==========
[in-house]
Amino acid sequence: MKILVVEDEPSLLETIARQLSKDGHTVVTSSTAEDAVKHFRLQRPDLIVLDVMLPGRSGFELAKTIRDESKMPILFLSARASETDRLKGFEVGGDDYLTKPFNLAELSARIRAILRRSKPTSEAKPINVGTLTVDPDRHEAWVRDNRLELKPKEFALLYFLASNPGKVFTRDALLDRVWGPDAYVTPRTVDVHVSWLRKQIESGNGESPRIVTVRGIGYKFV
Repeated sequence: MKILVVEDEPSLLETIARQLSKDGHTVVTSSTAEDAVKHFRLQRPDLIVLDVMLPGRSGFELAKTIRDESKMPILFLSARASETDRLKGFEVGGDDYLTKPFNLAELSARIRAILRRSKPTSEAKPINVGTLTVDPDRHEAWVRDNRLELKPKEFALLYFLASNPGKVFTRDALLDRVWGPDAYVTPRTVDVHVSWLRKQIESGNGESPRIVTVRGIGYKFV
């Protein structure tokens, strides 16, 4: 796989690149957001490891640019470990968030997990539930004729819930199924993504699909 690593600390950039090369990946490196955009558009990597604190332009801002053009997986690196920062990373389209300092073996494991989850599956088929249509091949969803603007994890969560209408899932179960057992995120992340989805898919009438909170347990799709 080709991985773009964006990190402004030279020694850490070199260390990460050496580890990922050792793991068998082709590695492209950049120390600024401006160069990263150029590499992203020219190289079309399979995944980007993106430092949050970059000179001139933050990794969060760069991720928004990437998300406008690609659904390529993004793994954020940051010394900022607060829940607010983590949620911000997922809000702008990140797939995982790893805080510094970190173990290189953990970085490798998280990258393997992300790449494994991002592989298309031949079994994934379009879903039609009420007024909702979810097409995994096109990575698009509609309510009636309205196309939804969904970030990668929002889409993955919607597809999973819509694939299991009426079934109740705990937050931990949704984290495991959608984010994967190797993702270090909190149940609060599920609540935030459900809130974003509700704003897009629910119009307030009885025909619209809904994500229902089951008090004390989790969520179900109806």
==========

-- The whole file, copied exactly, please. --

[in-house]
Amino acid sequence: MKILVVEDEPSLLETIARQLSKDGHTVVTSSTAEDAVKHFRLQRPDLIVLDVMLPGRSGFELAKTIRDESKMPILFLSARASETDRLKGFEVGGDDYLTKPFNLAELSARIRAILRRSKPTSEAKPINVGTLTVDPDRHEAWVRDNRLELKPKEFALLYFLASNPGKVFTRDALLDRVWGPDAYVTPRTVDVHVSWLRKQIESGNGESPRIVTVRGIGYKFV
Repeated sequence: MKILVVEDEPSLLETIARQLSKDGHTVVTSSTAEDAVKHFRLQRPDLIVLDVMLPGRSGFELAKTIRDESKMPILFLSARASETDRLKGFEVGGDDYLTKPFNLAELSARIRAILRRSKPTSEAKPINVGTLTVDPDRHEAWVRDNRLELKPKEFALLYFLASNPGKVFTRDALLDRVWGPDAYVTPRTVDVHVSWLRKQIESGNGESPRIVTVRGIGYKFV
């Protein structure tokens, strides 16, 4: 796989690149957001490891640019470990968030997990539930004729819930199924993504699909 690593600390950039090369990946490196955009558009990597604190332009801002053009997986690196920062990373389209300092073996494991989850599956088929249509091949969803603007994890969560209408899932179960057992995120992340989805898919009438909170347990799709 080709991985773009964006990190402004030279020694850490070199260390990460050496580890990922050792793991068998082709590695492209950049120390600024401006160069990263150029590499992203020219190289079309399979995944980007993106430092949050970059000179001139933050990794969060760069991720928004990437998300406008690609659904390529993004793994954020940051010394900022607060829940607010983590949620911000997922809000702008990140797939995982790893805080510094970190173990290189953990970085490798998280990258393997992300790449494994991002592989298309031949079994994934379009879903039609009420007024909702979810097409995994096109990575698009509609309510009636309205196309939804969904970030990668929002889409993955919607597809999973819509694939299991009426079934109740705990937050931990949704984290495991959608984010994967190797993702270090909190149940609060599920609540935030459900809130974003509700704003897009629910119009307030009885025909619209809904994500229902089951008090004390989790969520179900109806």